An option for controlling contaminant migration from plumes and buried waste sites is to construct a subsurface barrier of a low-permeability material. The successful application of subsurface barriers requires processes to verify the emplacement and effectiveness of barrier and to monitor the performance of a barrier after emplacement. Non destructive and remote sensing techniques, such as geophysical methods, are possible technologies to address these needs. The changes in mechanical, hydrologic and chemical properties associated with the emplacement of an engineered barrier will affect geophysical properties such a seismic velocity, electrical conductivity, and dielectric constant. Also, the barrier, once emplaced and interacting with the in situ geologic system, may affect the paths along which electrical current flows in the subsurface. These changes in properties and processes facilitate the detection and monitoring of the barrier. The approaches to characterizing and monitoring engineered barriers can be divided between (1) methods that directly image the barrier using the contrasts in physical properties between the barrier and the host soil or rock and (2) methods that reflect flow processes around or through the barrier. For example, seismic methods that delineate the changes in density and stiffness associated with the barrier represents a direct imaging method. Electrical self potential methods and flow probes based on heat flow methods represent techniques that can delineate the flow path or flow processes around and through a barrier

  7. Barrier performance researches for the safety evaluation

    International Nuclear Information System (INIS)

    Niibori, Yuichi

    2004-01-01

    So far, many researches were conducted to propose a scientific evidence (a safety case) for the realization of geological disposal in Japan. In order to regulate the geological disposal system of radioactive wastes, on the other hand, we need also a holistic approach to integrate various data related for the performance evaluations of the engineered barrier system and the natural barrier system. However, the scientific bases are not sufficient to establish the safety regulation for such a natural system. For example, we often apply the specific probability density function (PDF) to the uncertainty of barrier system due to the essential heterogeneity. However, the applicability is not clear in the regulation point of view. A viewpoint to understand such an applicability of PDFs has been presented. (author)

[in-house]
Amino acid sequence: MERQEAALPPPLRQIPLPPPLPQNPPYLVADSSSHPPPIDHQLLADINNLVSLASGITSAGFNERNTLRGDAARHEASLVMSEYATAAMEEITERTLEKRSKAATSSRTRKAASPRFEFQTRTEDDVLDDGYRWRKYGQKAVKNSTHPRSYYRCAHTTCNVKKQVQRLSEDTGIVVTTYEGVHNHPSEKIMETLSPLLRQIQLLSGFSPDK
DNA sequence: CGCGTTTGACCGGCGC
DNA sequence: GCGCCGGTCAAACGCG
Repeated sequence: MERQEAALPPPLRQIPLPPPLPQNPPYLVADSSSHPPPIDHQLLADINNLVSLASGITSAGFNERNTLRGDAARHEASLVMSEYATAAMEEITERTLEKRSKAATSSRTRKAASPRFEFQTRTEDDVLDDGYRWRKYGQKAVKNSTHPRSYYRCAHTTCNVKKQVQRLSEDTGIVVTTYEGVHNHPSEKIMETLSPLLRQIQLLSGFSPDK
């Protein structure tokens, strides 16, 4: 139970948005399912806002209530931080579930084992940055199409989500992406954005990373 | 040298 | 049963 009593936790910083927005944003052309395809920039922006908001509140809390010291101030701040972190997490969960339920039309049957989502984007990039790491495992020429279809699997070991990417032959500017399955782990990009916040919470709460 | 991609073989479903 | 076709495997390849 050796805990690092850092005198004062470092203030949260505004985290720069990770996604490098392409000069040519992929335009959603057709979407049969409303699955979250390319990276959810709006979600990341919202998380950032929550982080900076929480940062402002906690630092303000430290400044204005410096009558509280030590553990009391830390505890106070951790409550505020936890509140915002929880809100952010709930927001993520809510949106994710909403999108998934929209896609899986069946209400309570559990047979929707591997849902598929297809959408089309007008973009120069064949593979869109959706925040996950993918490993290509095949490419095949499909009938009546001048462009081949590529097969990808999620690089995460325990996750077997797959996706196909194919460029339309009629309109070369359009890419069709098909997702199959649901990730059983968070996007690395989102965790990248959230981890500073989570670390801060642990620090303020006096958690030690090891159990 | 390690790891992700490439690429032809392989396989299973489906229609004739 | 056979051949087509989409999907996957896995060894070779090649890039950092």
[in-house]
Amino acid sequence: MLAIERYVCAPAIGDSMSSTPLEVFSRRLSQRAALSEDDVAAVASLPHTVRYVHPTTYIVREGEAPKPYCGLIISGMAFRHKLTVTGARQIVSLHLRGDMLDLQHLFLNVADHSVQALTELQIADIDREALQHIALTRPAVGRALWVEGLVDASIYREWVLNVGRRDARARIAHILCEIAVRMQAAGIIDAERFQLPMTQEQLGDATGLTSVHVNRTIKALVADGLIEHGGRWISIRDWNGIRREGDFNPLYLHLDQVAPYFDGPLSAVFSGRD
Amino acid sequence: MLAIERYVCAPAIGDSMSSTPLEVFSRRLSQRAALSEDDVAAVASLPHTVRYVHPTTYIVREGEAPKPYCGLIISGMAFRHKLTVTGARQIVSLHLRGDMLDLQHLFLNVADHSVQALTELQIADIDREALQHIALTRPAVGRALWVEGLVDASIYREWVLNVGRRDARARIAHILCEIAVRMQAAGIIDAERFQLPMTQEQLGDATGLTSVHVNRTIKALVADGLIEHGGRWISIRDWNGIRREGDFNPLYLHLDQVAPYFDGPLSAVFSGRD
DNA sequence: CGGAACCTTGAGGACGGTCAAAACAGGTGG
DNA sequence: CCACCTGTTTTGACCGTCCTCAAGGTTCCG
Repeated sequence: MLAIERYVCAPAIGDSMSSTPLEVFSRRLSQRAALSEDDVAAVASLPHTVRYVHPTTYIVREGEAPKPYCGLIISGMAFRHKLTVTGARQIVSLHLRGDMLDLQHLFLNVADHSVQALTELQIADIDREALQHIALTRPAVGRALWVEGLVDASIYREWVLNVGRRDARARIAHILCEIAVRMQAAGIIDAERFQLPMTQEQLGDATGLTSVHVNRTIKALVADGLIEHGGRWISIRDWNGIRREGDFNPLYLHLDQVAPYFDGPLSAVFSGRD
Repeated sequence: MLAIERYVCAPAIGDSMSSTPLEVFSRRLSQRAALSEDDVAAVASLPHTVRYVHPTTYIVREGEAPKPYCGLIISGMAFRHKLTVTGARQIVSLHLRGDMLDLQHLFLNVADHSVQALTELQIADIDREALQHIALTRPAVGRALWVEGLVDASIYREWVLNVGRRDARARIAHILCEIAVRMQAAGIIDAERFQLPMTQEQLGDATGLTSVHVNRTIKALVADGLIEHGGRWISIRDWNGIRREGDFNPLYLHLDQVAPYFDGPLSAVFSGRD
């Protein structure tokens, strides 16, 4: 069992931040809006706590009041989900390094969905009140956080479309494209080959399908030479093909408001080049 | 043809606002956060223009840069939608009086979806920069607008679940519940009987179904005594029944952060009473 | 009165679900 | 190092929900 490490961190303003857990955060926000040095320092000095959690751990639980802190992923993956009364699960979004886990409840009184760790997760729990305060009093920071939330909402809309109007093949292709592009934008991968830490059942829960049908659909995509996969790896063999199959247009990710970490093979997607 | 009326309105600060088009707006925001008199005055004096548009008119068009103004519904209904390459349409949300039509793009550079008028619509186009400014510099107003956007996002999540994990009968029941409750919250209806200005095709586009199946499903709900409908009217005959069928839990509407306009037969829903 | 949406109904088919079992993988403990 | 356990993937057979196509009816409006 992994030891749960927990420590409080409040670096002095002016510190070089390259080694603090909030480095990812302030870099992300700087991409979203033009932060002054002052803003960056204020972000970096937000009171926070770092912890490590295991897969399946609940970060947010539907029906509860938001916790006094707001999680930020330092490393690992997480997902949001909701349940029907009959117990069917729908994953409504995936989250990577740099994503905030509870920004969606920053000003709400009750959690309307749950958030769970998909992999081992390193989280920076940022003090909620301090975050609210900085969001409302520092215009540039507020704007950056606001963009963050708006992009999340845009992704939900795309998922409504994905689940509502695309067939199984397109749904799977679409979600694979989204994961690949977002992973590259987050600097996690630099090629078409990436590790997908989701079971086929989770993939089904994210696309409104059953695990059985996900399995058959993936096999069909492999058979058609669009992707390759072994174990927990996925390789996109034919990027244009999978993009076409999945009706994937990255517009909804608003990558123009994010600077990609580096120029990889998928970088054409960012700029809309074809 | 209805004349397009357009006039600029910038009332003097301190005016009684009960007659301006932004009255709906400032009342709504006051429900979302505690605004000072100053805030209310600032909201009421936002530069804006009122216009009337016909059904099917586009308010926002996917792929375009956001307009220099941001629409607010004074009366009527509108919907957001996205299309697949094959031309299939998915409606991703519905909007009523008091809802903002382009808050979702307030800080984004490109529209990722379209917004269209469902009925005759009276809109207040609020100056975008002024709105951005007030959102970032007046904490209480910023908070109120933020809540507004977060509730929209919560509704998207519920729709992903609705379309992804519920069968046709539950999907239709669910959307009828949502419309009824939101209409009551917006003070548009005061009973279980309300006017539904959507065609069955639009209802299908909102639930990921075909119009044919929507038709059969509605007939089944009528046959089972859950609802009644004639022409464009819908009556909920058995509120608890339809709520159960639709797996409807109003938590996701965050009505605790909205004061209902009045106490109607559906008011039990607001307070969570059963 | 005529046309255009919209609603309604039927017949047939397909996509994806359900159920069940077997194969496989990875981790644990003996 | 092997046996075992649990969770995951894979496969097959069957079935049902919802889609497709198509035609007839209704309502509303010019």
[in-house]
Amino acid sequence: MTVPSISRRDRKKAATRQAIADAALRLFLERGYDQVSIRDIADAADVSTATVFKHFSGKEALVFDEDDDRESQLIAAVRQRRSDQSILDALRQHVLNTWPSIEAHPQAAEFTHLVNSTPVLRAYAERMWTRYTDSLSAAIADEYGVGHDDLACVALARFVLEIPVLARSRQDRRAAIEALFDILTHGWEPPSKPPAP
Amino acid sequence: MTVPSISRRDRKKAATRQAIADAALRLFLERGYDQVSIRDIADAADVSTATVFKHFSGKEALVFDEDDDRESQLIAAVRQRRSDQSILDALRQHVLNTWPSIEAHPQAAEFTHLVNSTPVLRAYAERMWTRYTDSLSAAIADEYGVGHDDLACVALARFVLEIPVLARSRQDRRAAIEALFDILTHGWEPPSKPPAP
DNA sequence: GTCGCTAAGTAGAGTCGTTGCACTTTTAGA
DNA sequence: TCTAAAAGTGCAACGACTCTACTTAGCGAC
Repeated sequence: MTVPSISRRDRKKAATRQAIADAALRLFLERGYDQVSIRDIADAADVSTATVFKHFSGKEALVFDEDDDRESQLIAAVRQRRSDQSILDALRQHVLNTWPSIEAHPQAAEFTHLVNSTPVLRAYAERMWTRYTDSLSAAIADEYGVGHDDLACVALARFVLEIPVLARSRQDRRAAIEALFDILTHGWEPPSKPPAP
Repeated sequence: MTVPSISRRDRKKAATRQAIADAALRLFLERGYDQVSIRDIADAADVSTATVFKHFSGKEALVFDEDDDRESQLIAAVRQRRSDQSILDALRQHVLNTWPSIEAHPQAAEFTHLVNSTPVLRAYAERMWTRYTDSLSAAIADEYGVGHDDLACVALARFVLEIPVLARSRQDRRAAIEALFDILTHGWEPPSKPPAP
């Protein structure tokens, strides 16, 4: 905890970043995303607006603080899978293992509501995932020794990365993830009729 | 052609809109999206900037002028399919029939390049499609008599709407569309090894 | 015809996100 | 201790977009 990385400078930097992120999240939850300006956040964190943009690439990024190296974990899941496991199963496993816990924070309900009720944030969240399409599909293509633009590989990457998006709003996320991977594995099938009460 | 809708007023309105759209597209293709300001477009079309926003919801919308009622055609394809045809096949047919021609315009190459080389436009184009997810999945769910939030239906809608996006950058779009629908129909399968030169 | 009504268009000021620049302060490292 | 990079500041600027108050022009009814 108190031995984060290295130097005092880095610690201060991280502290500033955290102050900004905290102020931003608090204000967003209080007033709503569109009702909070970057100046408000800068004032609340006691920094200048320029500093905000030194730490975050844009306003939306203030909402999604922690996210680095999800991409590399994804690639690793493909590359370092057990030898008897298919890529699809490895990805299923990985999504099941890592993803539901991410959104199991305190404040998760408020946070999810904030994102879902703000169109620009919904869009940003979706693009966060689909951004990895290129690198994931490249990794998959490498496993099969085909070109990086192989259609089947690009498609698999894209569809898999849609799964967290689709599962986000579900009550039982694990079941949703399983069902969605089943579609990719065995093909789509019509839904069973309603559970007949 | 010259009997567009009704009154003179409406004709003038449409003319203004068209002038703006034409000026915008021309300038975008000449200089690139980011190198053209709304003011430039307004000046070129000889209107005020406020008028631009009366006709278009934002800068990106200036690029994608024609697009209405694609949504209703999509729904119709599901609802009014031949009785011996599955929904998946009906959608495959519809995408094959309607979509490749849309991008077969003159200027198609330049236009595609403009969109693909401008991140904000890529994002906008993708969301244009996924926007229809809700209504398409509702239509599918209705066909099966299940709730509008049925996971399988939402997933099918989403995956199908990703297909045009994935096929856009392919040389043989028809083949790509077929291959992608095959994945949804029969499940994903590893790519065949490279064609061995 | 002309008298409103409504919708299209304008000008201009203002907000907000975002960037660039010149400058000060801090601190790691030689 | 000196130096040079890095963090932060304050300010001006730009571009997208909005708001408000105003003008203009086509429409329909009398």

8. Membrane barriers for radon gas flow restrictions

    International Nuclear Information System (INIS)

    Archibald, J.F.

    1984-08-01

    Research was performed to assess the feasibility of barrier membrane substances, for use within mining or associated high risk environments, in restricting the diffusion transport of radon gas quantities. Specific tests were conducted to determine permeability parameters of a variety of membrane materials with reference to radon flow capabilities. Tests were conducted both within laboratory and in-situ emanation environments where concentrations and diffusion flows of radon gas were known to exist. Equilibrium radon gas concentrations were monitored in initially radon-free chambers adjacent to gas sources, but separated by specified membrane substances. Membrane barrier effectiveness was demonstrated to result in reduced emanation concentrations of radon gas within the sampling chamber atmosphere. Minimum gas concentrations were evidenced where the barrier membrane material was shown to exhibit lowest radon permeability characteristics

  9. Efficient sound barrier calculations with the BEM

    DEFF Research Database (Denmark)

    Juhl, Peter Møller; Cutanda Henriquez, Vicente

    2018-01-01

    The Boundary Element Method has been used for calculating the effect of introducing sound barriers for some decades. The method has also been used for optimizing the shape of the barrier and in some cases the effects of introducing sound absorption. However, numerical calculations are still quite...... time consuming and inconvenient to use, which is limiting their use for many practical problems. Moreover, measurements are mostly taken in one-third or full octave bands opposed to the numerical computations at specific frequencies, which then has to be conducted using a fine density in frequencies....... This paper addresses some of the challenges and possible solutions for developing BEM into a more efficient tool for sound barrier calculations....

  10. Opportunities and barriers for international bioenergy trade

    International Nuclear Information System (INIS)

    Junginger, Martin; Dam, Jinke van; Zarrilli, Simonetta; Ali Mohamed, Fatin; Marchal, Didier; Faaij, Andre